If you have work experience in a particular field but are looking to change careers, you probably have a few resume format questions about how to write your resume without locking yourself into your current career path. Before you concern yourself with which is the best resume format, take an inventory of your skills and achievements to identify those that will be most valued in your desired industry.
After you’ve identified your valuable skills, you may have a few resume format questions about how best to highlight them for a potential employer.
Should I State My Desire for a Career Change as an Objective?
The most generally accepted advice regarding including an objective section is that it no longer has relevance. The more common practice is to include a summary statement that lists your skills and experience. Focus on your transferable skills and, if applicable, your additional education that makes you qualified for the change in career.
A concise resume summary comes before the accomplishments or work experience section. Use the summary to direct the hiring manager’s attention to the skills you’ve demonstrated that are valuable to their industry. The summary should be written in paragraph form with three or four well-crafted sentences that convey your strongest skills first. Sentence fragments are completely acceptable in a resume, and they will keep you from using first-person pronouns (e.g. “I,” “my”), which should always be left out. Make your summary about four to six lines.
Should I Use the Chronological or Functional Resume Format?
Because the chronological style is the most common and most familiar to potential employers, it’s generally recommended. However, in the case of jobseekers looking to change careers, the chronological-functional hybrid/combination style allows them to focus on their strengths rather than work history. Make sure some of the skills you list are in the job description posted by the potential employer.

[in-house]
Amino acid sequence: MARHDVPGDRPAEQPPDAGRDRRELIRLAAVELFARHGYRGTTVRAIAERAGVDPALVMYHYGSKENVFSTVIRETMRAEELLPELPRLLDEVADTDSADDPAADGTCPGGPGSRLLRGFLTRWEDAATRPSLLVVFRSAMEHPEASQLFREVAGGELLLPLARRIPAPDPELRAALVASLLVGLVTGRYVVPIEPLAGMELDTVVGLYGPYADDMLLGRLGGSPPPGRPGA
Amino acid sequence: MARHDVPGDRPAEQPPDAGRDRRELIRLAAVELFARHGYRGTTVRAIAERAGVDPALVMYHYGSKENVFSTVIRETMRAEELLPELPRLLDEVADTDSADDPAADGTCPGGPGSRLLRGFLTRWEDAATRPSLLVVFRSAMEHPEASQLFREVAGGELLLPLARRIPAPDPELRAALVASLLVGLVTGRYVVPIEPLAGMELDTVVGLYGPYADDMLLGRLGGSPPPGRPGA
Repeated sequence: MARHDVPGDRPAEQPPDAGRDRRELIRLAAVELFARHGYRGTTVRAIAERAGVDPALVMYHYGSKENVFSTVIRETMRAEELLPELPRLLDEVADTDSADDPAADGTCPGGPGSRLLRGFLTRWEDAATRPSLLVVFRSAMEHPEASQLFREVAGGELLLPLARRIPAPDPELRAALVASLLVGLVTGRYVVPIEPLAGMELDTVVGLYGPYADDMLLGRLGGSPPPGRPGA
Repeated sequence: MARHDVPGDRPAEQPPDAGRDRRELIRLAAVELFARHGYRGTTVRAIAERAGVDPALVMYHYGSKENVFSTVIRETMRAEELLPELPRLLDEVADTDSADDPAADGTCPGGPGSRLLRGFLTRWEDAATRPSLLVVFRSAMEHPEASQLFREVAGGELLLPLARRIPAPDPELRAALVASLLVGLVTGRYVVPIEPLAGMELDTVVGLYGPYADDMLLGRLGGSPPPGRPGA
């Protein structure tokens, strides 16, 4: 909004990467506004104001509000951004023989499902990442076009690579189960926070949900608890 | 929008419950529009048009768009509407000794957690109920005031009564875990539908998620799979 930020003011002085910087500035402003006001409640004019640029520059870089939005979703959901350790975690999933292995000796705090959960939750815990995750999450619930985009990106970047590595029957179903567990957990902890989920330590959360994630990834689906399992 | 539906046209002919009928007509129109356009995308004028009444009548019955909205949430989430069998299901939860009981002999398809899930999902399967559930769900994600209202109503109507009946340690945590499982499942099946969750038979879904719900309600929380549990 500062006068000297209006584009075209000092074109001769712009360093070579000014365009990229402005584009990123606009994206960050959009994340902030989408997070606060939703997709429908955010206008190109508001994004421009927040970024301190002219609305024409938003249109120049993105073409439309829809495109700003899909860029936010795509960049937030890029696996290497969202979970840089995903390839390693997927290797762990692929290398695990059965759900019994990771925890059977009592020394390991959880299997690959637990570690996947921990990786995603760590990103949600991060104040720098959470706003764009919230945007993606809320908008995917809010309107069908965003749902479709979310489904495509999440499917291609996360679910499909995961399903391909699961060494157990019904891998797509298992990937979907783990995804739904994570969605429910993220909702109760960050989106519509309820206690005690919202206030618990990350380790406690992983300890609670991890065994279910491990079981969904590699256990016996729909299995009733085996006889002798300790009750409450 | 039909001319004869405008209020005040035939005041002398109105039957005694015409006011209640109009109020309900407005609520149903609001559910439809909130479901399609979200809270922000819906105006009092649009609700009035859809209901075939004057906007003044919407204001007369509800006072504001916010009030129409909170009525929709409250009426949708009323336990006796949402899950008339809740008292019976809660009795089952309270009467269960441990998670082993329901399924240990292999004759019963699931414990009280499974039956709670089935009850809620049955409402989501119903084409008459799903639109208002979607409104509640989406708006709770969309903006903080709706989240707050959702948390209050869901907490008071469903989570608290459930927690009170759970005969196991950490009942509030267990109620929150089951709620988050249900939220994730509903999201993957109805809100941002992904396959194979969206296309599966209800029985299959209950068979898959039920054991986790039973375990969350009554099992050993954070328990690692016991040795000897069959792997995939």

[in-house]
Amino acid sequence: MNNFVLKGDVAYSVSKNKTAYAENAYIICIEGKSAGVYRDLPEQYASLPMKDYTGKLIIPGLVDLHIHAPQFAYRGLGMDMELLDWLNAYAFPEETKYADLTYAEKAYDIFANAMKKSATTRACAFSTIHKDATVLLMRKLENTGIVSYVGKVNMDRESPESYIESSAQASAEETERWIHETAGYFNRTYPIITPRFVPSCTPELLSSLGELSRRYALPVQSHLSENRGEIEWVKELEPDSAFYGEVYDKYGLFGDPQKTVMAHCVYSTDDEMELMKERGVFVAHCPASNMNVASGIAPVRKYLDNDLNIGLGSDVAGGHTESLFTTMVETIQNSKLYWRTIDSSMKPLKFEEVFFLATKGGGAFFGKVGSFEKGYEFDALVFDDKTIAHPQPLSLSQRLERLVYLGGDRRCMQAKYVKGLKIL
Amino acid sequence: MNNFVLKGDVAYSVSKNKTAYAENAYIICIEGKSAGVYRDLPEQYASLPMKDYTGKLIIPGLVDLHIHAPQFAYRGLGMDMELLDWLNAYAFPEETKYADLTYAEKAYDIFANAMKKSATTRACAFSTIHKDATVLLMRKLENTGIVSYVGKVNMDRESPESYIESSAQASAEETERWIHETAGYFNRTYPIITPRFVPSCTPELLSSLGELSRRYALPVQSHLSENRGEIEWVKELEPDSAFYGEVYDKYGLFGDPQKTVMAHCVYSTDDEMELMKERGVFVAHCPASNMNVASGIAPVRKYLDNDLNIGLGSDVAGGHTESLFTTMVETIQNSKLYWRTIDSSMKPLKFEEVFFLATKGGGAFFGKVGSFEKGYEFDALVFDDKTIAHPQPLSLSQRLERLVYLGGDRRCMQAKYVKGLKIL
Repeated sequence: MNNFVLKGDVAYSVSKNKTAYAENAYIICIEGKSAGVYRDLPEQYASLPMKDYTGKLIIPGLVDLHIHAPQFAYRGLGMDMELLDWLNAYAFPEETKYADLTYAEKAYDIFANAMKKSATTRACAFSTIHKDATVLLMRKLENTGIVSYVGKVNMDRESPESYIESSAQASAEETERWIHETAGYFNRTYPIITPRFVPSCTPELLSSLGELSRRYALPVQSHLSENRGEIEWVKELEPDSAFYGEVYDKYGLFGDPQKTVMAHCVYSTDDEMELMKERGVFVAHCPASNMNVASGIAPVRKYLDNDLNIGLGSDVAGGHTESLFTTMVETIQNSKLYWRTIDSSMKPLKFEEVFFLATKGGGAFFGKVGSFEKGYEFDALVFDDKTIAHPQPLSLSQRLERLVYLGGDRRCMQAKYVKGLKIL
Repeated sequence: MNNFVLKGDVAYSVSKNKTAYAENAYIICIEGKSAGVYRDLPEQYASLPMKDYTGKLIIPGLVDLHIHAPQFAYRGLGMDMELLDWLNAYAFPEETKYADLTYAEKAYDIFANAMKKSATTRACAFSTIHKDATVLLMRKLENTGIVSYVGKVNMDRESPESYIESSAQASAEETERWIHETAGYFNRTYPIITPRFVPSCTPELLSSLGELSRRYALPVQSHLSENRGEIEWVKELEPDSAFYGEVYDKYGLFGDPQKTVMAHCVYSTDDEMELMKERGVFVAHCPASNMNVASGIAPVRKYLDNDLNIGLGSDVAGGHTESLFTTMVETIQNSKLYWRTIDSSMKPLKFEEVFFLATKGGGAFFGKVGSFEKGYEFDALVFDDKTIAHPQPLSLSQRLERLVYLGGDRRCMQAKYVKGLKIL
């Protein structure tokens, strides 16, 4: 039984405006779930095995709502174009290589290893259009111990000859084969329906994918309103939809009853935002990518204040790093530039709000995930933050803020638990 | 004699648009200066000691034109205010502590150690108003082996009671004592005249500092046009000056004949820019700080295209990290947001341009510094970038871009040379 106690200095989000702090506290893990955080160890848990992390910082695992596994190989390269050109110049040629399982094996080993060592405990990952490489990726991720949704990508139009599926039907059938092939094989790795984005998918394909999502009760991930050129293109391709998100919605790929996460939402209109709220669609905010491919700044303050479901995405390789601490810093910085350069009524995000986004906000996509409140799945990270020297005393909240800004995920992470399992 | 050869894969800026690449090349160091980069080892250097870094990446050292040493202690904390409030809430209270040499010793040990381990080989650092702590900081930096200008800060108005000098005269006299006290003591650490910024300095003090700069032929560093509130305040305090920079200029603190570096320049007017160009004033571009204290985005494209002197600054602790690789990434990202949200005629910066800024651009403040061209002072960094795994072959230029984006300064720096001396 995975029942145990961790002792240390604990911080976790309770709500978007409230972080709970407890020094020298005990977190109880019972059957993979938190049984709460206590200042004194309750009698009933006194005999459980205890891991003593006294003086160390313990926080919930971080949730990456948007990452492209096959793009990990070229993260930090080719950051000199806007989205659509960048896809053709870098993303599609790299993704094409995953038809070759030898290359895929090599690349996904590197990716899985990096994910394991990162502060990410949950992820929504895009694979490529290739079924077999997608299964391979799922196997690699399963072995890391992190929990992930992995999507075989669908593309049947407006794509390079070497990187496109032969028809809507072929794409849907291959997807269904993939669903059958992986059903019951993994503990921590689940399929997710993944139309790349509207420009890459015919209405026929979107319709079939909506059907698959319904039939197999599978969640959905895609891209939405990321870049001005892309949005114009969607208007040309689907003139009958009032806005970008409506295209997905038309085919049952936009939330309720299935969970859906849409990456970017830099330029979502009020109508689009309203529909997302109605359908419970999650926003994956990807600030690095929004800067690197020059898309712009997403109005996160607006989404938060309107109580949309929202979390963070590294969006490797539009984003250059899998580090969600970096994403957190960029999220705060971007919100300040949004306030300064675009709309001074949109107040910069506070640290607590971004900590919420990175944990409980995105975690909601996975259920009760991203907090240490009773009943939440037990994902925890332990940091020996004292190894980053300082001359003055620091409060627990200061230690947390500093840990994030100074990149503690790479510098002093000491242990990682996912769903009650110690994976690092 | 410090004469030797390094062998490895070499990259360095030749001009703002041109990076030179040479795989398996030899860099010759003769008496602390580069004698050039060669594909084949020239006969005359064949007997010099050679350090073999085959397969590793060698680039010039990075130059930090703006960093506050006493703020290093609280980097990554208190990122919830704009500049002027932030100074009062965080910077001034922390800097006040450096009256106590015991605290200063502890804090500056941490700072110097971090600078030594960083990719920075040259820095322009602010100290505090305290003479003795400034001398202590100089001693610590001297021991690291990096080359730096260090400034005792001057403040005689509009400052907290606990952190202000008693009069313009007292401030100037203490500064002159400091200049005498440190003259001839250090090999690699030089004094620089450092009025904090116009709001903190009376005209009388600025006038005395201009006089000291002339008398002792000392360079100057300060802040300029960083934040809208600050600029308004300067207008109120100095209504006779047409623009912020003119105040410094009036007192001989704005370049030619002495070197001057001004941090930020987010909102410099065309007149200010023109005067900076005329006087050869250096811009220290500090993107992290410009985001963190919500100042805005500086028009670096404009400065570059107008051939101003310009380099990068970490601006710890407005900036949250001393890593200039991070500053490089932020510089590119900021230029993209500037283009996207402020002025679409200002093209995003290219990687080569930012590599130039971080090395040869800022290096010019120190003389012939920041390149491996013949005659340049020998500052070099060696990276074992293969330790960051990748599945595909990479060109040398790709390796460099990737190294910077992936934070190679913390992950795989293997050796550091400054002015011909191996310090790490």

The most common resume format questions for a career changer arise when writing the work experience section. While the chronological style is the most common, a combination/hybrid style resume can serve a career changer better because it highlights skills.
How Is the Format Different in a Functional Resume?
A combination functional chronological resume has an added section called “Accomplishments” or “Qualifications” before the work experience section. In this additional section, list six to eight bullet points that represent your strongest skills and qualities, taking care to match them to the employer’s job requirements. If the hiring manager sees their desired qualities in your resume, they’re more likely to call you for an interview.
As you compose your bullet point entries, keep in mind the importance of using action verbs. Even if you do your job sitting at a desk, you’re still organizing, scheduling or verifying information among other tasks. Paint a picture of yourself in action and show quantifiable results wherever possible.
Other resume format questions include whether the work experience is even necessary in a functional resume. The answer is yes. By listing your accomplishments and achievements to match the potential employer’s needs, you can focus their attention on your skills and accomplishments rather than on your previous employers. However, most employers still want to have at least a basic list of previous jobs you held, so include one.
If you’ve decided to create a functional resume, you may have more resume format questions than have been addressed here. You’ll find many resources for advice regarding changing careers at LiveCareer.